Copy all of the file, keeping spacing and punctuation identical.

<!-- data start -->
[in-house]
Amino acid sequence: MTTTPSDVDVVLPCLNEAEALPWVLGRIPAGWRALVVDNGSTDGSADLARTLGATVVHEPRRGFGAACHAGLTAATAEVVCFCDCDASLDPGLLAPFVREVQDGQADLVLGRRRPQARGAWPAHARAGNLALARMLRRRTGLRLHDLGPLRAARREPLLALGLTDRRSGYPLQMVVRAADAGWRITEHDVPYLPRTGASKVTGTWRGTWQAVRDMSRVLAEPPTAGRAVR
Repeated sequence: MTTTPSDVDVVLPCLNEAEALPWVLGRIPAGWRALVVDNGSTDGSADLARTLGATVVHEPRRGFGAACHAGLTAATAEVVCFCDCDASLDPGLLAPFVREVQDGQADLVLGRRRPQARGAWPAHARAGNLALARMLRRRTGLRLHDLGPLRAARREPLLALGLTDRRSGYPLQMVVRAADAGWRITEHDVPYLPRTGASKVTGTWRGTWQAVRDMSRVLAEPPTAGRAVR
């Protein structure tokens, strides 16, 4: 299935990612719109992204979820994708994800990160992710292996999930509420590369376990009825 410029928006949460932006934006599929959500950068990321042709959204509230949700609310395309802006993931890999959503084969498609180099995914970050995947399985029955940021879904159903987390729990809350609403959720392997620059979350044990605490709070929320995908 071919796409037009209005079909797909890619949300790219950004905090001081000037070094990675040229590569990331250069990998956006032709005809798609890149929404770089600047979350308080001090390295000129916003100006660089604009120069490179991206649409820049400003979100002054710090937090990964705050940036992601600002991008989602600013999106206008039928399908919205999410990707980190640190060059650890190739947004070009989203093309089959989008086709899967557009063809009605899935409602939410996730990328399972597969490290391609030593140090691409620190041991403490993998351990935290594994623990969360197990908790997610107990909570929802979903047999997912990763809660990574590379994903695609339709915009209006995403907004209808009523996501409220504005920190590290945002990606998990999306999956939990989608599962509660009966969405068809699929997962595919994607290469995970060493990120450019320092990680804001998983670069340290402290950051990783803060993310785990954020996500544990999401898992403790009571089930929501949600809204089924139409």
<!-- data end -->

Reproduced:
[in-house]
Amino acid sequence: MTTTPSDVDVVLPCLNEAEALPWVLGRIPAGWRALVVDNGSTDGSADLARTLGATVVHEPRRGFGAACHAGLTAATAEVVCFCDCDASLDPGLLAPFVREVQDGQADLVLGRRRPQARGAWPAHARAGNLALARMLRRRTGLRLHDLGPLRAARREPLLALGLTDRRSGYPLQMVVRAADAGWRITEHDVPYLPRTGASKVTGTWRGTWQAVRDMSRVLAEPPTAGRAVR
Repeated sequence: MTTTPSDVDVVLPCLNEAEALPWVLGRIPAGWRALVVDNGSTDGSADLARTLGATVVHEPRRGFGAACHAGLTAATAEVVCFCDCDASLDPGLLAPFVREVQDGQADLVLGRRRPQARGAWPAHARAGNLALARMLRRRTGLRLHDLGPLRAARREPLLALGLTDRRSGYPLQMVVRAADAGWRITEHDVPYLPRTGASKVTGTWRGTWQAVRDMSRVLAEPPTAGRAVR
């Protein structure tokens, strides 16, 4: 299935990612719109992204979820994708994800990160992710292996999930509420590369376990009825 410029928006949460932006934006599929959500950068990321042709959204509230949700609310395309802006993931890999959503084969498609180099995914970050995947399985029955940021879904159903987390729990809350609403959720392997620059979350044990605490709070929320995908 071919796409037009209005079909797909890619949300790219950004905090001081000037070094990675040229590569990331250069990998956006032709005809798609890149929404770089600047979350308080001090390295000129916003100006660089604009120069490179991206649409820049400003979100002054710090937090990964705050940036992601600002991008989602600013999106206008039928399908919205999410990707980190640190060059650890190739947004070009989203093309089959989008086709899967557009063809009605899935409602939410996730990328399972597969490290391609030593140090691409620190041991403490993998351990935290594994623990969360197990908790997610107990909570929802979903047999997912990763809660990574590379994903695609339709915009209006995403907004209808009523996501409220504005920190590290945002990606998990999306999956939990989608599962509660009966969405068809699929997962595919994607290469995970060493990120450019320092990680804001998983670069340290402290950051990783803060993310785990954020996500544990999401898992403790009571089930929501949600809204089924139409």